Our youngest is four. In the middle of our moves from Florida and then last year from one Roswell house to another, my wife bought a chest of drawers at a thrift store for his new bedroom. I'd like to build all the furniture we need, but I've been so dishearted by my lack of woodworking productivity the last couple of years, I haven't even tried. It looked like a decent piece . . . pine with four large drawers and then two at the top. It looks a bit like the one shown at right, but with a pair of side-by-side drawers instead of a single drawer at the top of the case. Ours also has a small rail around the back three edges of the top. (Sorry, I didn't think to take a picture of the chest before I tore it apart.)
Anyway, that chest worked well for about a year. But then we moved to our second Roswell house, and it didn't take the move well. During the move, the bottom of the case broke, and several of the drawer bottoms sprung open. It turns out the bottom of the case wasn't solid. It was just a single pine board Ikea'd in at both ends to the side walls. When one end of that board broke loose from its dowell and screw wedge (or whatever it is you call those Ikea joinery hardware things) the integrity of the whole case was lost. The bottom drawer started slipping off of its track, and then a couple of months later, the next one up, and so forth. We limped along with it for most of a year, but then my wife found another used chest that was much more robustly constructed and so we replaced it in his room. This old cabinet was sitting in the downstairs foyer, where I was going to take it out to the curb for others to ground-score. But while it was sitting there, my wife had a thought . . . maybe we could turn this old chest of drawers into a cabinet for her stained glass supplies.
I wasn't hopeful. I figured the sides were some weak form of manufactured sheet-good. But heck, I hadn't done much in the shop and thought I could at least reclaim the drawer front hardware if nothing else . . .
So I took the old chest down to the shop, took out the drawers, took out the slides and interdrawer structure, which wasn't much, and figured out how to create a three shelf cabinet for glass storage. Stained glass, as a material, usually comes in 12" x 12" pieces, so I created three 13" tall shelves with vertical dividers to function as dividers. These types of glass dividers are quite common in the display shelves at glass supply stores.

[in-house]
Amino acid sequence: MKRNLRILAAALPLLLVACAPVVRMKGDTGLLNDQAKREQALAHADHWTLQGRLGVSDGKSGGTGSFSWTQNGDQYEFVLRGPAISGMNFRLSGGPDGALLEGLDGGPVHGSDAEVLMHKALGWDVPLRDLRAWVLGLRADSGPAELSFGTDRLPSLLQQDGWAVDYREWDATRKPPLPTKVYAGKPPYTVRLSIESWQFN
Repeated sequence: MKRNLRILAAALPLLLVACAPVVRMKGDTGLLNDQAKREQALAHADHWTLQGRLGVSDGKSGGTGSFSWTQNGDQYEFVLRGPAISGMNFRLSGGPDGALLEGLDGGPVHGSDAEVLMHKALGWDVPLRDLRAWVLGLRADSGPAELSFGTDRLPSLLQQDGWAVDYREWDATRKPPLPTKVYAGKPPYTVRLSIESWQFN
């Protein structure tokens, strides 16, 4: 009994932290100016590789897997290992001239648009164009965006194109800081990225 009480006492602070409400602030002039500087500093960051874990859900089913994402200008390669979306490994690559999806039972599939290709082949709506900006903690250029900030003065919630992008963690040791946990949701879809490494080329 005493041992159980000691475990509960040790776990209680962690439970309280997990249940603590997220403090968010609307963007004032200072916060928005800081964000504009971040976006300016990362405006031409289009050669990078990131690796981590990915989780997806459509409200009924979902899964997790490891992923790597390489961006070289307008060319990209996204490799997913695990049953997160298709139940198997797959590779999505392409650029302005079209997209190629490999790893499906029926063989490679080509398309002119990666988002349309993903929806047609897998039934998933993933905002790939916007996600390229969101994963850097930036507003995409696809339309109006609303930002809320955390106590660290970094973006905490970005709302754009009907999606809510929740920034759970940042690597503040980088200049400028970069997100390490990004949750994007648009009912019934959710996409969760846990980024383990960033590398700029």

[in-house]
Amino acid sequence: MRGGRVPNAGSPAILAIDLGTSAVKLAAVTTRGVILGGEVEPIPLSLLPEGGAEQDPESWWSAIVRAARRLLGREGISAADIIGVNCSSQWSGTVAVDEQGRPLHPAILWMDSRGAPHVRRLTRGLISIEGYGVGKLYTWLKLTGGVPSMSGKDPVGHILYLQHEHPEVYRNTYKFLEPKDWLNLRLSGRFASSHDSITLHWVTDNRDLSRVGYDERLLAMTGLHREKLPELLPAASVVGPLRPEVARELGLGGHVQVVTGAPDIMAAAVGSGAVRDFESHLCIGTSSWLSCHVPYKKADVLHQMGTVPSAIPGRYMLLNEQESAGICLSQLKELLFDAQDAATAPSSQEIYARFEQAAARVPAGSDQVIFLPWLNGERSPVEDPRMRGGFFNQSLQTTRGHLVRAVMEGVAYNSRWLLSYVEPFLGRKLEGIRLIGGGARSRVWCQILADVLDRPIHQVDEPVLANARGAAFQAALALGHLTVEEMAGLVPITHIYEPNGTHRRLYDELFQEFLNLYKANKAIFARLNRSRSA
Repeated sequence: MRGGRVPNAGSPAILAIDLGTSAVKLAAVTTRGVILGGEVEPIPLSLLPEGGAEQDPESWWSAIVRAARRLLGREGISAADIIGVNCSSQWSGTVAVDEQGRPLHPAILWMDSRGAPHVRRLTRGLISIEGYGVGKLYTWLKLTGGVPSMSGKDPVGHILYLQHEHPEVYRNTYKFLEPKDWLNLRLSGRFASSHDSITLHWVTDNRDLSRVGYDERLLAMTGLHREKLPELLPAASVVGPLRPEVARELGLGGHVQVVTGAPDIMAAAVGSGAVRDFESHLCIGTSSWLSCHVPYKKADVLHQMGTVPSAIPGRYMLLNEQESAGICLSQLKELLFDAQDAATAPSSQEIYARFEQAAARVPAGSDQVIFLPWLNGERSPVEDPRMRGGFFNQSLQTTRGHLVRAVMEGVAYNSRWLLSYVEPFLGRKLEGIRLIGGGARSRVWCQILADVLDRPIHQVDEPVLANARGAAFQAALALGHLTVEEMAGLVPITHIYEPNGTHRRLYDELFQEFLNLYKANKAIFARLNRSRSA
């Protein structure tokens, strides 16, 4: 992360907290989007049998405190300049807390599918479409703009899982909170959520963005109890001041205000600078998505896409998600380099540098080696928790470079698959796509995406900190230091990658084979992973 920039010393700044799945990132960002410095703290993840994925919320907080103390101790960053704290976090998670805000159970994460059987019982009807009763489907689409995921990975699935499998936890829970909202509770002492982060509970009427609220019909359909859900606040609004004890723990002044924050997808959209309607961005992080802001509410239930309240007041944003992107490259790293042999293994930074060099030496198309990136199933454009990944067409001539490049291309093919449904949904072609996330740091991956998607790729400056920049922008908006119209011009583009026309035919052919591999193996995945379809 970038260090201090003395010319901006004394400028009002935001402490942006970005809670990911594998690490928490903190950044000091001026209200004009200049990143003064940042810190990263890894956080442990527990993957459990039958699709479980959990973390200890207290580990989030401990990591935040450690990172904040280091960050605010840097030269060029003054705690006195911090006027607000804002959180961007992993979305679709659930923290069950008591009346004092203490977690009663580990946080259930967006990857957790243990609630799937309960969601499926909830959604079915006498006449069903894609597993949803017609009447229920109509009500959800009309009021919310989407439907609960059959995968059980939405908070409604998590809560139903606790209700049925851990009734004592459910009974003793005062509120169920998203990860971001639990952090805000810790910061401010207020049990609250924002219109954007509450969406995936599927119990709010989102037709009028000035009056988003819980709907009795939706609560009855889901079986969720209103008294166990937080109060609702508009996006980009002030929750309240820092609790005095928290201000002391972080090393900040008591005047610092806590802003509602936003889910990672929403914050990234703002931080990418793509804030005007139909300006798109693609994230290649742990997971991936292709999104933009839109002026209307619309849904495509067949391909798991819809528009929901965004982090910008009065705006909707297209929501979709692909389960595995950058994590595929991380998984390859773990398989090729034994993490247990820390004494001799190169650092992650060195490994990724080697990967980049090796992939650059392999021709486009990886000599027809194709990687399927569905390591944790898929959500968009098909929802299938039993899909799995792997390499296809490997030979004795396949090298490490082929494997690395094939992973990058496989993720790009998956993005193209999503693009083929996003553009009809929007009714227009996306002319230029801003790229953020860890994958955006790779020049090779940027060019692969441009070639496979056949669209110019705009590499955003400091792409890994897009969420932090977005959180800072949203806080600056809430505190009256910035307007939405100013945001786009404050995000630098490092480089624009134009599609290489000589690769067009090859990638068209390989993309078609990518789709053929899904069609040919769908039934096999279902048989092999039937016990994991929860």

Two weekend days later, and 1 ½ sheets of half inch ply and MDF later, we now have a glass storage cabinet. The intention was to be quick and functional, not pretty. My wife seems happy with the results. And this cabinet is MUCH stronger now than it was before.
I had intended to sheathe the entire insides with ply to increase the strength, but once I took out the old hardware, I realized the sides aren't chip board or something else crappy, but pine planks. It had plenty of inherent strength, it just needed better, more robust joints. Each shelf has a back stop glued and screwed to the shelf at 16" deep and each shelf and backstop are glued and screwed to shelf supports that I attached to the inside sides of the case. The 14" deep by 10" tall glass dividers are glued into miters in each shelf and backstop.
A quick and efficient build . . . it was useful for me to:
- Get back into the swing of things in the shop
- Check over and verify the alignment of my table saw, which had been an open question after the last move
- Although this was mostly a power tool effort, just working with marking gauges, measuring tools, and some other hand tools . . . it just felt good